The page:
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Commencement, By Lorie Sheffer

Within a span of a few days, both of my “kids” received diplomas. They each walked a very different path to get to that end.

My daughter earned a Bachelor of Arts in Letters, Arts and Sciences from Penn State, York Campus. The look on her 11-year-old son’s face was priceless as he watched his mother finally walk across that stage to receive her diploma. They had done their homework together at the kitchen table, and he had seen her still sitting there finishing papers she had stayed up all night to complete, only to have to shower and dress for work that same day.

We had a celebratory dinner that evening, during which she commented about the 14 years it had taken her to achieve her goal. She commented on what her little brother had achieved during that same time. He had finished high school, graduated from college with two honors degrees, and obtained a master’s degree in bioethics while completing medical school. His graduation was set for three days later. I had seen the smile on my son’s face during her graduation ceremony, and watched as he listened closely to the graduates who stepped up to the open mike to say a few words. Many of them thanked their families for supporting them through the years, especially their small children who saw Mommy or Daddy working full time while finishing college a few credits at a time. One graduate was in tears as she said she was so honored to be the first member of her family to earn a college degree.

My son said to his sister, “Not everyone has the luxury of going to college full time. Sometimes life happens, and you have children to care for and bills to pay. You did this while working full time and raising an amazing son.” He was clearly in awe of his sister and what she had accomplished.

It’s so easy to be intimidated by the accomplishments of others. It’s tempting to just not even try, thinking it’s too late or that it will take too much time. What struck me was the admiration and respect that my son had for the tenacity of the graduates he had heard that night. He, who had accomplished so much, was blown away by their spirit and determination.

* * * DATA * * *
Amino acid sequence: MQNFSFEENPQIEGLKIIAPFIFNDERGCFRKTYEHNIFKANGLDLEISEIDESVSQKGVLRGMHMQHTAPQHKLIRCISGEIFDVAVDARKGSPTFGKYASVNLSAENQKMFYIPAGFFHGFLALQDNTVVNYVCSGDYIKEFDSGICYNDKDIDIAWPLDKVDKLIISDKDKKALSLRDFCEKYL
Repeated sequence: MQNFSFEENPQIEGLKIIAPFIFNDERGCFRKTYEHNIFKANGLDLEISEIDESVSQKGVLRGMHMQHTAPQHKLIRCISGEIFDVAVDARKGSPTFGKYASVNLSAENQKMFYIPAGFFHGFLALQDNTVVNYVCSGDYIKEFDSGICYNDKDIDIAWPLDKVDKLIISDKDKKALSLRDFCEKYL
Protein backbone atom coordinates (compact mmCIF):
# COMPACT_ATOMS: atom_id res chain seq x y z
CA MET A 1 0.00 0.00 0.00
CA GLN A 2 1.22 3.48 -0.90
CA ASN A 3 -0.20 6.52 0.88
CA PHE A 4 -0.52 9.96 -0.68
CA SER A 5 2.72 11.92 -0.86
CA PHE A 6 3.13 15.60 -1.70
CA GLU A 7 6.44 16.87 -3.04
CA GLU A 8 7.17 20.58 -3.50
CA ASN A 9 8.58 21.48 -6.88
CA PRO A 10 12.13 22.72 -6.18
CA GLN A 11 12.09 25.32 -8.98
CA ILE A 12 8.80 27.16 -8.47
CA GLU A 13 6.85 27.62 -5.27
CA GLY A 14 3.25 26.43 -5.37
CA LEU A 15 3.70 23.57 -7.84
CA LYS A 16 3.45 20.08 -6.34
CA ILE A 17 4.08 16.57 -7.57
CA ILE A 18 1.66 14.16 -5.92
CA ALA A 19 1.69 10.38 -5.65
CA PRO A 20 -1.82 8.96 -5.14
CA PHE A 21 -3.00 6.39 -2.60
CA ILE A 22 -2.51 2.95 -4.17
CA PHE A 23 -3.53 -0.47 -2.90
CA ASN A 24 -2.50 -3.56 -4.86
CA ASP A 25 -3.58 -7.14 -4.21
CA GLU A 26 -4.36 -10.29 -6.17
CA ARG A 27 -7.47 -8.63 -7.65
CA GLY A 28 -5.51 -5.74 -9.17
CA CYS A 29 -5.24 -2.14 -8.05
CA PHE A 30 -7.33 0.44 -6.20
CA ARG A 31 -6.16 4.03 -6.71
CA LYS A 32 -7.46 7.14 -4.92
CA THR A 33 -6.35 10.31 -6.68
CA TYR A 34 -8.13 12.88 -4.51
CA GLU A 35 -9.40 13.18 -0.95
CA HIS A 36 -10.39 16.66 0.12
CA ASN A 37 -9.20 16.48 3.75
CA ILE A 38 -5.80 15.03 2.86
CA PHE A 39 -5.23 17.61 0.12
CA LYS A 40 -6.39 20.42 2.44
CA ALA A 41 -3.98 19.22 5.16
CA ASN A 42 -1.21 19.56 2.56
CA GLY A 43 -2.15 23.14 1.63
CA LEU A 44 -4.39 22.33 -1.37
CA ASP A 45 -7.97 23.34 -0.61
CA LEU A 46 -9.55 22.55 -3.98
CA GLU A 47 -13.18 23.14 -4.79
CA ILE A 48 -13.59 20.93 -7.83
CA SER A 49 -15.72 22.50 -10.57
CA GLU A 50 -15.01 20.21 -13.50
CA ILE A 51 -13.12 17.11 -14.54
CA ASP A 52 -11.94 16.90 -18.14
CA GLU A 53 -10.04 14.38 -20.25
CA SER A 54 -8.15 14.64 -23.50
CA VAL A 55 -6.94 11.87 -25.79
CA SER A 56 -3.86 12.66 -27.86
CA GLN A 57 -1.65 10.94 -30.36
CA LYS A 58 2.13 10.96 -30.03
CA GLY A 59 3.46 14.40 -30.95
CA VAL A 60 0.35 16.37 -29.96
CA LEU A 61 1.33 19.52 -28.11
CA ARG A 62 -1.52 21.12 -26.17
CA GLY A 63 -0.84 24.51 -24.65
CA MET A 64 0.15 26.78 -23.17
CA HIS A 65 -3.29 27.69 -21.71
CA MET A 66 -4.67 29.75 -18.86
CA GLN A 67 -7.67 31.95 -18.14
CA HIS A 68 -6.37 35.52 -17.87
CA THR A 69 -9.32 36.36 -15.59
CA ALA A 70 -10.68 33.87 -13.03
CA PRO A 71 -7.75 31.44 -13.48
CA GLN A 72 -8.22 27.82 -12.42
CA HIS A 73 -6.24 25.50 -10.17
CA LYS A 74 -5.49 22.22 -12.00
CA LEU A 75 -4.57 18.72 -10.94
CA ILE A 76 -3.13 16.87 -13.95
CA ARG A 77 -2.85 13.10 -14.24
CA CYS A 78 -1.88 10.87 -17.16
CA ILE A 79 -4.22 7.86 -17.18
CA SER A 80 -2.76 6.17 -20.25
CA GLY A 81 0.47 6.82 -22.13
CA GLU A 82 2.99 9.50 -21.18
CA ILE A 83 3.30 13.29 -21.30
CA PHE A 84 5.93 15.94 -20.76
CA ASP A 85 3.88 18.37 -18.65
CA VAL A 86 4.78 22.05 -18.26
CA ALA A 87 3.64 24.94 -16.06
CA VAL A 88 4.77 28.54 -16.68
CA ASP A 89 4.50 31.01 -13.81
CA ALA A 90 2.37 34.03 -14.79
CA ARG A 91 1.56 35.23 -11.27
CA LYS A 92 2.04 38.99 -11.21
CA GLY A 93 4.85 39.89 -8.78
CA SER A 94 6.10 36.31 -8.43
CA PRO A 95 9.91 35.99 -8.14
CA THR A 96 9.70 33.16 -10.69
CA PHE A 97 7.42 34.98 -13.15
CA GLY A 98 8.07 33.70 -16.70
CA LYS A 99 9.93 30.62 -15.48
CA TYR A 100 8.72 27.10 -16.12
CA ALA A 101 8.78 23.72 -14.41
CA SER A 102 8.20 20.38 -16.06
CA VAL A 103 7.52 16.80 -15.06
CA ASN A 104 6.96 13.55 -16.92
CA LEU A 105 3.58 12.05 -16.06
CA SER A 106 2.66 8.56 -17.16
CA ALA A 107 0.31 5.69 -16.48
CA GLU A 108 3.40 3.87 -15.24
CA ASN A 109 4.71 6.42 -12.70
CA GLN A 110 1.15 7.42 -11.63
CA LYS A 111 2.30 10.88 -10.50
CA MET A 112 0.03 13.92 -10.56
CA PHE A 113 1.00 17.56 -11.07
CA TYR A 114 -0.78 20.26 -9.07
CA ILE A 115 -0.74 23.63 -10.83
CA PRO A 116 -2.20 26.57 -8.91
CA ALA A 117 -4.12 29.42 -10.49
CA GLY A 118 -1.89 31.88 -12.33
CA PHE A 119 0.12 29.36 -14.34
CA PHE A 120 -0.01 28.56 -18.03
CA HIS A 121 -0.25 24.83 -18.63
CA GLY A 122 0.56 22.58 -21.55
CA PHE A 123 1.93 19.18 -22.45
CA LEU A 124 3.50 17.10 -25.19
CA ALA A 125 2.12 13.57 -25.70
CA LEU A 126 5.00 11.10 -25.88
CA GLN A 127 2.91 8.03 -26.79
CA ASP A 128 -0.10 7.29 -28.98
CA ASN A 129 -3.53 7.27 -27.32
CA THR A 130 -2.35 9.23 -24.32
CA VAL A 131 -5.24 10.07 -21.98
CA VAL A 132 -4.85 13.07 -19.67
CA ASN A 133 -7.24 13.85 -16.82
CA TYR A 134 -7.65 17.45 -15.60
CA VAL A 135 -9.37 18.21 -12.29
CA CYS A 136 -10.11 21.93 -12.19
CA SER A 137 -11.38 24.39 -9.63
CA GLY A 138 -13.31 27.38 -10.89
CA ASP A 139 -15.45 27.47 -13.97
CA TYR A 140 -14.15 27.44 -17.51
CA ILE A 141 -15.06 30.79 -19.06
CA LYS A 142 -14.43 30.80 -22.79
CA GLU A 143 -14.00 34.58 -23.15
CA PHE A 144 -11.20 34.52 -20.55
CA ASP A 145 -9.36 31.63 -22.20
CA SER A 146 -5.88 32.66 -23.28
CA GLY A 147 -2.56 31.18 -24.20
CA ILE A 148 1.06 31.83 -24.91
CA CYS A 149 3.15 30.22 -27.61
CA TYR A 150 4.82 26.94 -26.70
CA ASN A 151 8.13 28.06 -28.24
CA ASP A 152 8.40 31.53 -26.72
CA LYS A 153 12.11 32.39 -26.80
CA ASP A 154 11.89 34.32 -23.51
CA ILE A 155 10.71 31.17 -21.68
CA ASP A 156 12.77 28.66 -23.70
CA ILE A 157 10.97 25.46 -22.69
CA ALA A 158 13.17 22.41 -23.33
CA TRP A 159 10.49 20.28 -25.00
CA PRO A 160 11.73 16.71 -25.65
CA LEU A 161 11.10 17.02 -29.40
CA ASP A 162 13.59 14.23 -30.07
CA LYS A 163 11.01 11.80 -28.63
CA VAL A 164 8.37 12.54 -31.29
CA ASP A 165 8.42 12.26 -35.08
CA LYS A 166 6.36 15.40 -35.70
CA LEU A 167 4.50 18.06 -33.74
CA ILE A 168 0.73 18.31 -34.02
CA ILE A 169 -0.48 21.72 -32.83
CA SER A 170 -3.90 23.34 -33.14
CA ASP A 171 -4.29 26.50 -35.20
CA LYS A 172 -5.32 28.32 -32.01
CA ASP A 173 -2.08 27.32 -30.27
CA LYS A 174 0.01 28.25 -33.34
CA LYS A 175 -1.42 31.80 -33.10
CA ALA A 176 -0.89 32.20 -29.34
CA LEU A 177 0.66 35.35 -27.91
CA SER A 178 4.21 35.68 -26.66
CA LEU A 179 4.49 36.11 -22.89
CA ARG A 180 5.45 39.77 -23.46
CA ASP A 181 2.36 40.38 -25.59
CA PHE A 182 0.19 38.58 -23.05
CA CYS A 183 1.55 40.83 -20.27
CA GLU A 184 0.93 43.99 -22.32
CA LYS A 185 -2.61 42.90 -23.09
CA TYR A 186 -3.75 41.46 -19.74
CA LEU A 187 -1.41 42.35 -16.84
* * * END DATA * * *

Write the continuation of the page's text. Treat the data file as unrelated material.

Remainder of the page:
More than the diplomas they received, I find that, as their mother, I am most proud of her will to reach her goal no matter the time and sacrifice it would take, and that his long list of accomplishments never eclipsed his true appreciation for the accomplishments of others. Children learn more, I feel, by example than they do by words alone. That being said, these past few days may have been one of the best learning experiences of my grandson’s life; not only in persistence and appreciation, but in humility.

By jeff noel

Retired Disney Institute Keynote Speaker and Prolific Blogger. Five daily, differently-themed personal blogs (about life's 5 big choices) on five different sites.

3 replies on “Commencement, By Lorie Sheffer”

Thanks, Craig. But the Congrats are all theirs. I don’t take any credit for the great things they do. On the flip side of that, I take no blame when they mess up! : ) I’ve always said if you want kids to be respectful, they need to be treated with respect. (Mine are 26 and 31 now, so at some point I need to stop calling them kids.)

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